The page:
Social media and news in recent times has been filled with hate and negativity. Just as you cannot fight darkness, only light lamps, Hate and Negativity cannot be fought. You need to bring Love and Positivity forward instead.
I bring to you the We Are the World Blogfest, along with these fabulous co-hosts:
“We Are the World Blogfest” seeks to promote positive news. There are many an oasis of love and light out there, stories that show compassion and the resilience of the human spirit. Sharing these stories increases our awareness of hope in our increasingly dark world.
Check out one such story, posted 3 days ago at https://www.msn.com/en-us/news/good-news/a-blind-runner-and-his-very-good-boy/ar-AAtZCgT. In a few days, be sure to check out what happens at:
The blind runner’s can-do attitude inspired me to:
- Do my best no matter the odds against me.
- Remember that a real friend is someone you can depend on to be there if you need him or her, and
- Remember, as the Beatle song puts it: “I get by with a little help from my friends.”
A brief synopsis of the article follows:
A Blind Runner and His Very Good Boy, The New York Times, By DANIEL KRIEGER
Thomas Panek had been a runner from a young age, and continued to compete in road races after he was blinded in his early 20s. Whether he ran the New York City Marathon or the Boston Marathon, human guides, connected by a tether, led his way.
And yet Mr. Panek, now 47, has wondered what it would be like to run with one of his guide dogs, but was told that guide dogs were not appropriate for long-distance running, let alone a race.
One morning in April 2014, a friend brought up running with a guide dog: “Why don’t you see if it’s possible?”
He began dwelling on the challenges and held a focus group for the blind community to weigh in. In early 2015, the first program for training guide dogs to run with their handlers occurred. For the pilot, Mr. Panek used his guide dog, Gus, a yellow Lab. “I’ll have to prove it’s safe,” he recalled.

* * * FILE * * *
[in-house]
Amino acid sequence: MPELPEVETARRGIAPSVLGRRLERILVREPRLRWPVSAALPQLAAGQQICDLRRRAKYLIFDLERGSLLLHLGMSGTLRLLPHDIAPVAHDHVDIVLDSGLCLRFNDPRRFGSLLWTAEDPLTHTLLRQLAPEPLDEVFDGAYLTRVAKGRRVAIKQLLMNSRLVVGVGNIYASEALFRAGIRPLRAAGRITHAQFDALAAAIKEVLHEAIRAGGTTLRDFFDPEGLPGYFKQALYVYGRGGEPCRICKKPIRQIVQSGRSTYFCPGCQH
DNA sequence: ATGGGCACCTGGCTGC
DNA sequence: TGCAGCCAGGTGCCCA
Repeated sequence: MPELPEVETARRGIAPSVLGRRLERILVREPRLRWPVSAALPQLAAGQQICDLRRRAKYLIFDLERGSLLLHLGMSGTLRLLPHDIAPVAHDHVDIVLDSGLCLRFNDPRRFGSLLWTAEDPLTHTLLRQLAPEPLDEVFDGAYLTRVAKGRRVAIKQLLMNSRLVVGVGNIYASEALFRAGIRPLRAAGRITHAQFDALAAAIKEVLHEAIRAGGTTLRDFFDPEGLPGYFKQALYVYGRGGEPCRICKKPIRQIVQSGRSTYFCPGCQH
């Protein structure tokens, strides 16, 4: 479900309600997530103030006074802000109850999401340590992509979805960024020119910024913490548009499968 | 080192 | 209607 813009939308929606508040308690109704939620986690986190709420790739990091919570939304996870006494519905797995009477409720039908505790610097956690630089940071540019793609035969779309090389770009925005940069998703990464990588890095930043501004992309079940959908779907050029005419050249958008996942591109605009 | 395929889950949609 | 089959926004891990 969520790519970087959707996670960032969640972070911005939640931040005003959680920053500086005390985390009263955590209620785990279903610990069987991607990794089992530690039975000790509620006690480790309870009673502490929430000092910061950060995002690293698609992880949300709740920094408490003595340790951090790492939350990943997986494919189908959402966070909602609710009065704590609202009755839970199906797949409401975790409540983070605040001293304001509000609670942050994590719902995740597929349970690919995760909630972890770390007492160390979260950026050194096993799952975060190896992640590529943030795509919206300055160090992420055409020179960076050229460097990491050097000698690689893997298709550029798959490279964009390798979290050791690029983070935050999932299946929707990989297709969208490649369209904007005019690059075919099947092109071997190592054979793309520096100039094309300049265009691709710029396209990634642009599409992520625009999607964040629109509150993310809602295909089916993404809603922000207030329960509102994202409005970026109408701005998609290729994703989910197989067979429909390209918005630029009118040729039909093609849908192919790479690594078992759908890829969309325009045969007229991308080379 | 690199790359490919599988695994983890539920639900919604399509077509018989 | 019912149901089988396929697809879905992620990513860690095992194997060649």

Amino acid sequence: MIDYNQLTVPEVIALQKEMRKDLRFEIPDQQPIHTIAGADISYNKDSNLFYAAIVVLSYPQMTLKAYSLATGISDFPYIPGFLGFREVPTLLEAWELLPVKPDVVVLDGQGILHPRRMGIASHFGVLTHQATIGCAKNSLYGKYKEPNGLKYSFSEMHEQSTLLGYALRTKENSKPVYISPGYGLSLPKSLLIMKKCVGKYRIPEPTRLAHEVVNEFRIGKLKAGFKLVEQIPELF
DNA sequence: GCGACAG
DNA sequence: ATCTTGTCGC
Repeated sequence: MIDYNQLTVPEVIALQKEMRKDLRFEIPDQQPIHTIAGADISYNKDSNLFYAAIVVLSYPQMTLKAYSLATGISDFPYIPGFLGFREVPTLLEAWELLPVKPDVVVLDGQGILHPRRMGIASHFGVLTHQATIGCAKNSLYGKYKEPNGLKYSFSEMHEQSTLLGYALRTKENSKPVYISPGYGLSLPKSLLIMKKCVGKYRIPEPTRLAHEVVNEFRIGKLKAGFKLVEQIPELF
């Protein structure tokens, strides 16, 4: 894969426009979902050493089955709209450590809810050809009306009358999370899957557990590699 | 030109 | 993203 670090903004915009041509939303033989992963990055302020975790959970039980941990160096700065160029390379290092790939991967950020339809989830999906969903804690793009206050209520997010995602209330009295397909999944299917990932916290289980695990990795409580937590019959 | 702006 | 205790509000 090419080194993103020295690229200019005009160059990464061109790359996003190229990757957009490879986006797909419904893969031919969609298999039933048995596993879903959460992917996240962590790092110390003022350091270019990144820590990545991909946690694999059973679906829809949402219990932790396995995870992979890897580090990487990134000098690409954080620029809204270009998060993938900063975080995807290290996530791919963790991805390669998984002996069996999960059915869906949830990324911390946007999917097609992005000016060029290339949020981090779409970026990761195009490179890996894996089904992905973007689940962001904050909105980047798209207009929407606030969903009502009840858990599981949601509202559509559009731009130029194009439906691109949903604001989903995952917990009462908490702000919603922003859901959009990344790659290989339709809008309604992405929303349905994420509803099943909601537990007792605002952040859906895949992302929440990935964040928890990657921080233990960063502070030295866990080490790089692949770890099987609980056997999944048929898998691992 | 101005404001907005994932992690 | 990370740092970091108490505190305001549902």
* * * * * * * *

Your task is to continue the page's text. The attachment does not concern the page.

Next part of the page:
On Oct. 29, Mr. Panek and Gus hope to reach this milestone when they run the Poland Spring Marathon Kickoff, a five-mile race in Central Park, without human assistance.
“Gus sets the pace,” he said, “and I follow him.” Trotting at a nine-minute-mile clip, Gus, 5, is trained to avoid obstacles, slow down for congestion and, above all, keep Mr. Panek safe.
Moving with abundant caution and focus, Gus is unfazed by the steady flow of bicycles, horses, pedestrians and other dogs streaming past in both directions. Six miles is the maximum distance Guiding Eyes allows its dogs to run.
“We want to make sure that the dog is happy and healthy while running,” Mr. Panek said.
As for the five-miler this weekend, Mr. Panek said he is feeling more butterflies for that than for the New York City Marathon, which he will run for the second time the following Sunday. “But I’m also confident that Gus is going to get me through it,” he added. “This will be a good first step to show that it’s possible for me to run a race without a human guide.”
A New York Road Runners spokesman, Chris Weiller, said in a recent phone interview that the events team has thought through this and is comfortable with Mr. Panek’s plan, which includes having a vet present and water breaks.
“We want Thomas and the dog to have a good run and be safe,” he said. To ensure that, a spotter on a bicycle will follow along in case any problems arise. Mr. Panek will start off in the rear; and Gus will wear a bib so all can see he is an official participant.
And if all goes well with the race, the next step will be to develop best practices for other blind runners, “to set the standard for running a race with a guide dog,” Panek said. “Gus contributes,” he said. “He’s my training partner.”